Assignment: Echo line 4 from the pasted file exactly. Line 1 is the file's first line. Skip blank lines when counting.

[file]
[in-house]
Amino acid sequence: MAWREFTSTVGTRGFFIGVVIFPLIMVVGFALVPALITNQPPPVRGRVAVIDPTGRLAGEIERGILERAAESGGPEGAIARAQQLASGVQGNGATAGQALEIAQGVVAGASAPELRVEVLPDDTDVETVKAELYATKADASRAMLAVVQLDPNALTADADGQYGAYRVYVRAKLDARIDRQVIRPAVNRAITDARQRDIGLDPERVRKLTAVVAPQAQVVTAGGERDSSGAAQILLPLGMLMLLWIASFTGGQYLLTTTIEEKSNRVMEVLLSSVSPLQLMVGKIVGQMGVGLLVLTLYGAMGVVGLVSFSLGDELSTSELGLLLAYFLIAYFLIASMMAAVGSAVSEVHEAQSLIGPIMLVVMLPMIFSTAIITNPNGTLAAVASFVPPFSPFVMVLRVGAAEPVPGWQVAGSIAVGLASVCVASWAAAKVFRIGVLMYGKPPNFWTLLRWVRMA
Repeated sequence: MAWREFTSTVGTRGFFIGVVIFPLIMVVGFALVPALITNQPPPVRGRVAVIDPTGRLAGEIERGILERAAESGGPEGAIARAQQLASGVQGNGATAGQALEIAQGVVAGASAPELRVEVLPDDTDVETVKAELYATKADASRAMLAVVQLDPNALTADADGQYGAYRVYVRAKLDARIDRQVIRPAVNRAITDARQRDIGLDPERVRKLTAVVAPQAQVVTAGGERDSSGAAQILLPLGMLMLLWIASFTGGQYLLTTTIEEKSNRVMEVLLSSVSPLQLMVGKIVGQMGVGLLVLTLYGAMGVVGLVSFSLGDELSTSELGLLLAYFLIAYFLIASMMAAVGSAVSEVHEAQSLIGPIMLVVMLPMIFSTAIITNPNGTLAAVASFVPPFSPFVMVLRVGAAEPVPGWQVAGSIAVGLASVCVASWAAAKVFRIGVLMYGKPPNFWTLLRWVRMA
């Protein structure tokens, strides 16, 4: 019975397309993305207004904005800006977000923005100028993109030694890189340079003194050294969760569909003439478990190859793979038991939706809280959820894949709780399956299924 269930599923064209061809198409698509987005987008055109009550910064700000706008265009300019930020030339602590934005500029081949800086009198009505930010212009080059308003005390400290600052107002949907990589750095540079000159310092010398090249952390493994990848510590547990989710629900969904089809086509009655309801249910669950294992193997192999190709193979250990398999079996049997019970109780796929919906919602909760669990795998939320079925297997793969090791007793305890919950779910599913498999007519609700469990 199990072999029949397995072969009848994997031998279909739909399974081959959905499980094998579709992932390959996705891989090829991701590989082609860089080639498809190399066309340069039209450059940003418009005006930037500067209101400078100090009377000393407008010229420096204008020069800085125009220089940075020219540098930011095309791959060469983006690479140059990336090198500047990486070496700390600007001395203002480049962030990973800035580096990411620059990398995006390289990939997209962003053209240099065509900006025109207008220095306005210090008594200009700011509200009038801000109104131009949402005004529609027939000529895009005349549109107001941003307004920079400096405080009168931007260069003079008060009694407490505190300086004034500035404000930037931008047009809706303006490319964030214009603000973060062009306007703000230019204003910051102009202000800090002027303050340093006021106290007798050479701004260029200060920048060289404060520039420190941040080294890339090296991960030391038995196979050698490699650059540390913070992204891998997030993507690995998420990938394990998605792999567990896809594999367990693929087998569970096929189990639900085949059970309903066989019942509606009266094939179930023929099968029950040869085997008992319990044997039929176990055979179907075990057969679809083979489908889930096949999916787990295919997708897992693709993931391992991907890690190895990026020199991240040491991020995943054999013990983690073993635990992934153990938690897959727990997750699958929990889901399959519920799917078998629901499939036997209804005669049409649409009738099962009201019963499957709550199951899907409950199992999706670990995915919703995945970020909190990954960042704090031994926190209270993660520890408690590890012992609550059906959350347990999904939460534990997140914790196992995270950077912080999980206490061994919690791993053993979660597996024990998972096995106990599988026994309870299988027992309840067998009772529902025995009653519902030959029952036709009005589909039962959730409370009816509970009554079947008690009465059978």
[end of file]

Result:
């Protein structure tokens, strides 16, 4: 019975397309993305207004904005800006977000923005100028993109030694890189340079003194050294969760569909003439478990190859793979038991939706809280959820894949709780399956299924 269930599923064209061809198409698509987005987008055109009550910064700000706008265009300019930020030339602590934005500029081949800086009198009505930010212009080059308003005390400290600052107002949907990589750095540079000159310092010398090249952390493994990848510590547990989710629900969904089809086509009655309801249910669950294992193997192999190709193979250990398999079996049997019970109780796929919906919602909760669990795998939320079925297997793969090791007793305890919950779910599913498999007519609700469990 199990072999029949397995072969009848994997031998279909739909399974081959959905499980094998579709992932390959996705891989090829991701590989082609860089080639498809190399066309340069039209450059940003418009005006930037500067209101400078100090009377000393407008010229420096204008020069800085125009220089940075020219540098930011095309791959060469983006690479140059990336090198500047990486070496700390600007001395203002480049962030990973800035580096990411620059990398995006390289990939997209962003053209240099065509900006025109207008220095306005210090008594200009700011509200009038801000109104131009949402005004529609027939000529895009005349549109107001941003307004920079400096405080009168931007260069003079008060009694407490505190300086004034500035404000930037931008047009809706303006490319964030214009603000973060062009306007703000230019204003910051102009202000800090002027303050340093006021106290007798050479701004260029200060920048060289404060520039420190941040080294890339090296991960030391038995196979050698490699650059540390913070992204891998997030993507690995998420990938394990998605792999567990896809594999367990693929087998569970096929189990639900085949059970309903066989019942509606009266094939179930023929099968029950040869085997008992319990044997039929176990055979179907075990057969679809083979489908889930096949999916787990295919997708897992693709993931391992991907890690190895990026020199991240040491991020995943054999013990983690073993635990992934153990938690897959727990997750699958929990889901399959519920799917078998629901499939036997209804005669049409649409009738099962009201019963499957709550199951899907409950199992999706670990995915919703995945970020909190990954960042704090031994926190209270993660520890408690590890012992609550059906959350347990999904939460534990997140914790196992995270950077912080999980206490061994919690791993053993979660597996024990998972096995106990599988026994309870299988027992309840067998009772529902025995009653519902030959029952036709009005589909039962959730409370009816509970009554079947008690009465059978």